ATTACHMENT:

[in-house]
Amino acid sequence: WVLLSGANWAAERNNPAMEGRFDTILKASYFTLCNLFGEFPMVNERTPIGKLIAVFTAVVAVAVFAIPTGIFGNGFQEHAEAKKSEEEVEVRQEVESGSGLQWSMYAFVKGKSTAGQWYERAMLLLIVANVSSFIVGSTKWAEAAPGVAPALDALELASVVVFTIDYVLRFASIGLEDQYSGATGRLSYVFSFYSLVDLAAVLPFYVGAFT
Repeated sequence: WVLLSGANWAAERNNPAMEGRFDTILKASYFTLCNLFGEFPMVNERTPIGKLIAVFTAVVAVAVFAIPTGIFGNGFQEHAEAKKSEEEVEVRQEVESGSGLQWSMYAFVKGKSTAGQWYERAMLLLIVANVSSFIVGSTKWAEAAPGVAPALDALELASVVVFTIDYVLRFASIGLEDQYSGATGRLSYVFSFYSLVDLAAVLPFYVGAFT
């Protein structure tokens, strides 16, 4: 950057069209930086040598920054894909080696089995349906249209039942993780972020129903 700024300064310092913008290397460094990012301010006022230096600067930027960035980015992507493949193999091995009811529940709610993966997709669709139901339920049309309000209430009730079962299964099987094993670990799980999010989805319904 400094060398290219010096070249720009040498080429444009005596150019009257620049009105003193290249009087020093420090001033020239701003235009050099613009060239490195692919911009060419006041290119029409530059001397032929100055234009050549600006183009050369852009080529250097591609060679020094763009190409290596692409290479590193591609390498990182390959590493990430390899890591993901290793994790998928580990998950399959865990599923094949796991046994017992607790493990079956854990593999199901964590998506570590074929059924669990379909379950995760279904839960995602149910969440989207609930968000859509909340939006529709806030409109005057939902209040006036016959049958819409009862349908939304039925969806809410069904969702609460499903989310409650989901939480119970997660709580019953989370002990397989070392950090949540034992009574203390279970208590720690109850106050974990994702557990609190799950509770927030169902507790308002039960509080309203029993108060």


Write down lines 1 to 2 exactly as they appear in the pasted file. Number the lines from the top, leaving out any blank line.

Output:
[in-house]
Amino acid sequence: WVLLSGANWAAERNNPAMEGRFDTILKASYFTLCNLFGEFPMVNERTPIGKLIAVFTAVVAVAVFAIPTGIFGNGFQEHAEAKKSEEEVEVRQEVESGSGLQWSMYAFVKGKSTAGQWYERAMLLLIVANVSSFIVGSTKWAEAAPGVAPALDALELASVVVFTIDYVLRFASIGLEDQYSGATGRLSYVFSFYSLVDLAAVLPFYVGAFT